Law enforcement chaplains provide bright gift to Idaho Falls police officersPublished at | Updated at
IDAHO FALLS – A local nonprofit provided law enforcement with a gift worth $3,000 last week.
After a year of fundraising, the Law Enforcement Chaplaincy of Idaho donated 30 safety lights to the Idaho Falls Police Department for officers to wear on their shoulders while they are on duty during nighttime hours.
“We’re very grateful to the chaplains. They do a lot for the community and for the police department. The lights are a piece of safety gear, so we were very grateful to get those and issue them to our officers as quick as we could,” Police Chief Bryce Johnson tells EastIdahoNews.com.
The Law Enforcement Chaplaincy of Idaho is a nonprofit volunteer chaplaincy training program created by Idaho Falls Pastor Tim Rupp and Christa Trinchera. It was launched last year to support law enforcement and victims during tough situations.
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The group began raising funds for the lights about a year ago in response to the death of Bonneville County Deputy Wyatt Maser, who was killed by a fellow deputy responding to help him on the scene of a rollover crash on May 18, 2020. The responding deputy didn’t see Maser in the darkness.
Though the lights only went to IFPD, Trinchera says the original plan was to provide safety lights for the Bonneville County Sheriff’s Office as well.
“By the time we closed the fundraiser, every deputy already had a guardian angel light,” says Trinchera. “The sheriff’s office purchases them as part of equipment, so they already had them. That’s why we donated all 30 to the Idaho Falls Police Department.”
Johnson says it will be a huge benefit for officers, who will use these lights at their discretion.
“In some situations, the officers won’t want to use them because they don’t always want people to know where they’re at. But in other situations, especially on roadways where it’s dark and cars are coming and it’s dangerous to be on the road, they can turn these lights on, and it will help people know where the police officer is,” says Johnson.
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Since the creation of the Chaplaincy program, 30 active chaplains have responded to calls with officers 24 hours a day, seven days a week. The primary role of these chaplains is to provide comfort and support to victims of a crime or family members who have lost a loved one.
“Whenever officers respond to a scene where someone has died, they call a chaplain to provide comfort and support to that family and to make sure that family has access to resources … for grief counseling, shelter, food, clothing, etc,” Trinchera says. “We call ourselves compassionate problem-solvers because we try and just figure out a solution to whatever problem may arise.”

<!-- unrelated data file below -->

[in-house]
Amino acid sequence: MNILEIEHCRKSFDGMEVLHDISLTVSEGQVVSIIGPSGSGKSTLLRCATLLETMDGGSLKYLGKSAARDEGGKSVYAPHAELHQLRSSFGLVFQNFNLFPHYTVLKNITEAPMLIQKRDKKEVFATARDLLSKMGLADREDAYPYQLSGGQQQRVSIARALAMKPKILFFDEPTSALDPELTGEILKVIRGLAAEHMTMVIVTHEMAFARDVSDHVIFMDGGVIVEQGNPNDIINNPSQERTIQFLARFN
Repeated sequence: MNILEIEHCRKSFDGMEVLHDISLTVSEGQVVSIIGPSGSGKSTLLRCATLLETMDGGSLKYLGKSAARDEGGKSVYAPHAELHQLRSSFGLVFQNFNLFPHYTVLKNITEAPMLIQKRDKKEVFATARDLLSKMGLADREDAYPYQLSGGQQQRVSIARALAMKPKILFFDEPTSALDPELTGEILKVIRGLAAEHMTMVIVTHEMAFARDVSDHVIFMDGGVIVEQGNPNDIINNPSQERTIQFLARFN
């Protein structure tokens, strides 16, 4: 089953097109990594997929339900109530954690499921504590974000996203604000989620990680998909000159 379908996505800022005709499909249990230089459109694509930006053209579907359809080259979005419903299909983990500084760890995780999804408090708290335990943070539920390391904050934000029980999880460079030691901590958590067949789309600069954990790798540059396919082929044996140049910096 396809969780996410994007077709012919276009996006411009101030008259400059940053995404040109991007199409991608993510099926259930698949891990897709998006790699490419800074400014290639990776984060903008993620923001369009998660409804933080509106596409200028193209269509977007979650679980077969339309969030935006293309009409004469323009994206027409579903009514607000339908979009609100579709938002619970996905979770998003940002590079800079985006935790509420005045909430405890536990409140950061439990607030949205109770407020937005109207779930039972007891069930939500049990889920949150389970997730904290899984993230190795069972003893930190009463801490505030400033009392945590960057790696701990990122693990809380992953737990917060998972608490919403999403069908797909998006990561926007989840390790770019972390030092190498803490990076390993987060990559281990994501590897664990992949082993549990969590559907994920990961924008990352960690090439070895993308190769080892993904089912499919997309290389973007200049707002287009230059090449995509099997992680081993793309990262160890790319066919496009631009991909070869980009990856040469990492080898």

There are also chaplains who are trained to help officers in the aftermath of a response to a traumatic event. In either case, the chaplains aren’t there to preach or proselyte. Their only job is to help where needed.
“One mark of a chaplain is to be open to all faiths,” says Nancy Amos, a law enforcement chaplain who is also the pastor at St. Paul’s United Methodist Church in Idaho Falls. “If somebody asks questions about Christianity or different faiths, we can certainly speak to that … but we don’t proselytize while we are in our chaplain’s uniform.”
Amos worked as a firefighter chaplain in Zanesville, Ohio, for five years prior to moving to Idaho Falls. She joined the program because she missed working with first responders.
“Being able to help people through some of their hardest times in life is very rewarding to me,” Amos says.
Since its inception, Johnson says the chaplaincy program has proven to be a valuable resource for the department that “has filled … needs beyond our expectations.”
Johnson recalls a particularly difficult call where a chaplain’s response was meaningful to him.
“The next day, the chaplain called me up just to talk and ask me how I was doing. He followed up with me about a week later just to say hi. Nothing formal, they just wanted me to know that someone was thinking about me and that they cared, that I was in their prayers and if I needed anything, I could reach out,” Johnson says. “For me … that was impactful.”
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The things officers deal with on a daily basis are far more difficult, Johnson says, and having that resource available to them is beneficial.
During the month of July, Trinchera says the chaplains put in 125 hours of service to the community and the need for them continues to grow.
This fall, they’re planning to provide advanced training for chaplains interested in helping firefighters. Another chaplain academy is also slated to get underway around the same time.
To learn more, visit the website.